he Financial Times reports that soaring food prices caused by the war in Ukraine have increased the risk of famine, raising pressure on producers of low-carbon fuels derived from crops. It has and sparked a “food versus biofuel” debate.
Before Russia’s invasion, global biofuel production was at a record high. In the US, the leading biofuels producer, 36 per cent of total corn production went into biofuels last year, while biodiesel accounted for 40 per cent of soyabean oil supplies.
But some food companies and policymakers are calling for an easing of mandates for blending biofuels into petrol and diesel to increase global grain and vegetable oil supplies.
Between them, Russia and Ukraine produce nearly a fifth of the world’s corn and more than half its sunflower oil, but crop exports from the countries are at a fraction of prewar levels. Hundreds of millions of people are at risk of “hunger and destitution” because of food shortages caused by the war, the UN’s secretary- general warned last week.
The total amount of crops used annually for biofuels is equal to the calorie consumption of 1.9 billion people, according to data firm Gro Intelligence.
Biofuels — ethanol made from corn and sugarcane and biodiesel made from vegetable oils including soyabean oil and palm oil — have been blended into motor fuel since the early 2000s to boost energy supplies and reduce the environmental impact of fossil fuels.
A 50 per cent reduction in the grain used for biofuels in Europe and the US would compensate for all the lost exports of Ukrainian wheat, corn, barley and rye, according to the World Resources Institute, a Washington think-tank.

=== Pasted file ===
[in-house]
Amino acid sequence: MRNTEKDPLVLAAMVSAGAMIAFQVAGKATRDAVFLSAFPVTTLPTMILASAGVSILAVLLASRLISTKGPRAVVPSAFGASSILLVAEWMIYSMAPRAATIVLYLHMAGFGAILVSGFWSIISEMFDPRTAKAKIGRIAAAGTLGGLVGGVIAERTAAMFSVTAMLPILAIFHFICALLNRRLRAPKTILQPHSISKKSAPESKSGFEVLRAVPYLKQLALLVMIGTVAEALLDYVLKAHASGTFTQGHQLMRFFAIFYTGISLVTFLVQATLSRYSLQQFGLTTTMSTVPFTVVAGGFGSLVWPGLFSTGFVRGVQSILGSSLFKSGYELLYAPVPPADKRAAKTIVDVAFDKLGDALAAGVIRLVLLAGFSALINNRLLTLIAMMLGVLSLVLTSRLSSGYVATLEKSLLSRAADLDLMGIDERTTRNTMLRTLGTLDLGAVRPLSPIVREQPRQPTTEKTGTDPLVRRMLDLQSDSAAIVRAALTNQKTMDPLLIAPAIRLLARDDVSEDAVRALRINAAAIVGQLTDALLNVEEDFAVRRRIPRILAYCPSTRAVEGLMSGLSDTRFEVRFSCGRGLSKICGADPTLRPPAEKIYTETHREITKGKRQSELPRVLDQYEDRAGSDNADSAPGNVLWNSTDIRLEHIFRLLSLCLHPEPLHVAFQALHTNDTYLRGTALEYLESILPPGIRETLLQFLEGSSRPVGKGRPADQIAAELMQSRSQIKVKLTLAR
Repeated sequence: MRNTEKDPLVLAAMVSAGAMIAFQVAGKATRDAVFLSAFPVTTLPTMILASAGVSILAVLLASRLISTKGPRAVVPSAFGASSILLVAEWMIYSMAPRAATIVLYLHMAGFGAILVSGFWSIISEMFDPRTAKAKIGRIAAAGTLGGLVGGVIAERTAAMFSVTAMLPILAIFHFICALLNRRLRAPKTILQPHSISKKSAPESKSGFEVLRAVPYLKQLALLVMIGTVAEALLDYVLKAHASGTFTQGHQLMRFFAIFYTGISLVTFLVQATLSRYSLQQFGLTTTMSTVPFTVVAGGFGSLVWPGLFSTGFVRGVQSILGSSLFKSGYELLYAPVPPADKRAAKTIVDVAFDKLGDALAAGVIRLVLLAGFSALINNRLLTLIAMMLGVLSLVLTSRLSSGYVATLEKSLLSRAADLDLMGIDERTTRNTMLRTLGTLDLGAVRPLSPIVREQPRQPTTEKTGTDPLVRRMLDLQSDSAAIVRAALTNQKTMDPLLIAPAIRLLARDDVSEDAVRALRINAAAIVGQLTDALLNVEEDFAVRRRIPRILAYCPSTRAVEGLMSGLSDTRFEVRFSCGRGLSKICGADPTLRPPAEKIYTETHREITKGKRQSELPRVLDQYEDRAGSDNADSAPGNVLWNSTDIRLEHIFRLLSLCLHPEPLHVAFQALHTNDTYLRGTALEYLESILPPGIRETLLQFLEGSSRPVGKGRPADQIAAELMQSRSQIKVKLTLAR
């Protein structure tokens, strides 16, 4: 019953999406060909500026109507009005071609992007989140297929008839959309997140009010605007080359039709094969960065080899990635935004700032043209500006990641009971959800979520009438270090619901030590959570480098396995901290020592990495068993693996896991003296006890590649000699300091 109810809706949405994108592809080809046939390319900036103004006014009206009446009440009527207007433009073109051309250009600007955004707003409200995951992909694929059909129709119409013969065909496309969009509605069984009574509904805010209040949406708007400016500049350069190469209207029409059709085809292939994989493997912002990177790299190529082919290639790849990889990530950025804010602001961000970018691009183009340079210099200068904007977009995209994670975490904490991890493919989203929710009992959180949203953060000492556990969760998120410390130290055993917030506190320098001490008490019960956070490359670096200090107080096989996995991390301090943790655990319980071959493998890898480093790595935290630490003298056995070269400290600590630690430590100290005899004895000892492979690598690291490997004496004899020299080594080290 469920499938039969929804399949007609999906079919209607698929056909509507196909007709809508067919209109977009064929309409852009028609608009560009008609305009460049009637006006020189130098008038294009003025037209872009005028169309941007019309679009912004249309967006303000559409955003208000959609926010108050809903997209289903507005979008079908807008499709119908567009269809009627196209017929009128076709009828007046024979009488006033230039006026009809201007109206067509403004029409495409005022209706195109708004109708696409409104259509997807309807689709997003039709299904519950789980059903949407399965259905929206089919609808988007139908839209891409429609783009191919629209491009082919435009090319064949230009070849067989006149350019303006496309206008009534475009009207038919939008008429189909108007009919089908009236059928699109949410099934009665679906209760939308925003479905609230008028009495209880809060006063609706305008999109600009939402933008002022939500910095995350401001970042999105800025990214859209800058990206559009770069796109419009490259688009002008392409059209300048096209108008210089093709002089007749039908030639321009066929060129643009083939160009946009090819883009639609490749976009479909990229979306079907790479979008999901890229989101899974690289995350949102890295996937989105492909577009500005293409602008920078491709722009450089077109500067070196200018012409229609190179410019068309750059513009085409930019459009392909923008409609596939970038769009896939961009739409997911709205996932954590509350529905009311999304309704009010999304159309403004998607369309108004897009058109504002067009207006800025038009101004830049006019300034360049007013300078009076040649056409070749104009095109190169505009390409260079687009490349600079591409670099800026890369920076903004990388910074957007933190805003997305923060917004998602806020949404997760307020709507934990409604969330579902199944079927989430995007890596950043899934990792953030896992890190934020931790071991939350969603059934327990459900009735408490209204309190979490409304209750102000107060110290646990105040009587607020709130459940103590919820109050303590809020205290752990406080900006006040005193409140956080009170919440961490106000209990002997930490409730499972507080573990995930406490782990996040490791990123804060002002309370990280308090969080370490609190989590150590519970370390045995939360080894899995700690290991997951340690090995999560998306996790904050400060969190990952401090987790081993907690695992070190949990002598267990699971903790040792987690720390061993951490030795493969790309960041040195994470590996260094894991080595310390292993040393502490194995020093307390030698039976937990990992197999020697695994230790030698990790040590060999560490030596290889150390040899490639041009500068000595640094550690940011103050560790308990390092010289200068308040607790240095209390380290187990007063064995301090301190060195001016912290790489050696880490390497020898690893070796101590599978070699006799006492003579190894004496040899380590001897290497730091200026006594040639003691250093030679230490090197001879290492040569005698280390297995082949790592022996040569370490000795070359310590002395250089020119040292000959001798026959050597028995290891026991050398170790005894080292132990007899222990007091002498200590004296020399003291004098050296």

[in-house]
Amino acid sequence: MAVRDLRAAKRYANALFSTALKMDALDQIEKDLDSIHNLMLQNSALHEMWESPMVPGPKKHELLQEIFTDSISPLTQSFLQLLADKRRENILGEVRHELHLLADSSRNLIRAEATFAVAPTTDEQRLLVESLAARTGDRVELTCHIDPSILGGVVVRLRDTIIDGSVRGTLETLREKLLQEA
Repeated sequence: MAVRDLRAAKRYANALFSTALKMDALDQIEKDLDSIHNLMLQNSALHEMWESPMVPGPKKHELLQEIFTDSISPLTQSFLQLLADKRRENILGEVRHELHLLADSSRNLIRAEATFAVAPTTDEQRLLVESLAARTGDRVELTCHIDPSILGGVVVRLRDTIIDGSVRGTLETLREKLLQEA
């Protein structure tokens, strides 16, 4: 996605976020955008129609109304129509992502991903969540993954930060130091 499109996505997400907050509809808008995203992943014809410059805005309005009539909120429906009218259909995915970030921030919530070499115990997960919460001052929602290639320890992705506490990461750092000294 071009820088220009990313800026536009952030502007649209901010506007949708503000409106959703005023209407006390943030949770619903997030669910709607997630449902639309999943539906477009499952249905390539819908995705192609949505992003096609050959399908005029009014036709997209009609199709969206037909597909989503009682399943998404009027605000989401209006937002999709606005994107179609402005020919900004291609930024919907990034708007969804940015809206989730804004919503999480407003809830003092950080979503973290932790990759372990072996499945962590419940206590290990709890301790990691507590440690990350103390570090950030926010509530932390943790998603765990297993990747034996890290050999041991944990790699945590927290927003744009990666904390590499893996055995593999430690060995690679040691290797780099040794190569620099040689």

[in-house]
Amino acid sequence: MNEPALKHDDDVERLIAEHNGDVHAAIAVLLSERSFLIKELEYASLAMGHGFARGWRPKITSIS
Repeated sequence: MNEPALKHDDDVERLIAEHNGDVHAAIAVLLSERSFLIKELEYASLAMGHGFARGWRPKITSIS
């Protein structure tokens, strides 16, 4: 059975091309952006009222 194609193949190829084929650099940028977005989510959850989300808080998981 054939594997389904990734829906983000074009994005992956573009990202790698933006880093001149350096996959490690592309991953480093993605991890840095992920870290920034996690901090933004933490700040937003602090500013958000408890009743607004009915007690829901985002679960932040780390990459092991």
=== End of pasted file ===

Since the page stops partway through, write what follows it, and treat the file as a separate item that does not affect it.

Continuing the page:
Biofuel sector executives said the amount of wheat used for biofuels was negligible — about 2 per cent of the total crop, according to industry association UFOP.
The industry is a significant producer of animal feed since the process of turning grains into ethanol creates protein and fat by-products that are fed to chickens, cows and pigs.
In the EU, Belgium and Germany are considering easing biofuel blending mandates to address food security.
The International Energy Agency cut its biofuels growth forecast for this year by 20 per cent, forecasting global demand to increase 5 per cent from 2021 to 8.5bn litres.
In the US, where cheaper corn-based ethanol is the main biofuel, Washington has tried to tamp down rising gasoline prices by allowing the higher blending level, normally cut during the summer months because of polluting concerns, to temporarily continue.
But government incentives for biodiesel and the decline in global exports from Ukraine have added to competition for soyabean oil, squeezing supplies for US food groups.
While China has warned ethanol producers that it will “strictly control processing of fuel ethanol from corn”, India is pushing ahead with targets to raise blending quotas. Prices for sugar, the country’s main bioethanol feedstock, have increased less than other crops.
Although co-ordinated action on food security has moved swiftly up the agenda, there has been little debate on limits to biofuels at an international level.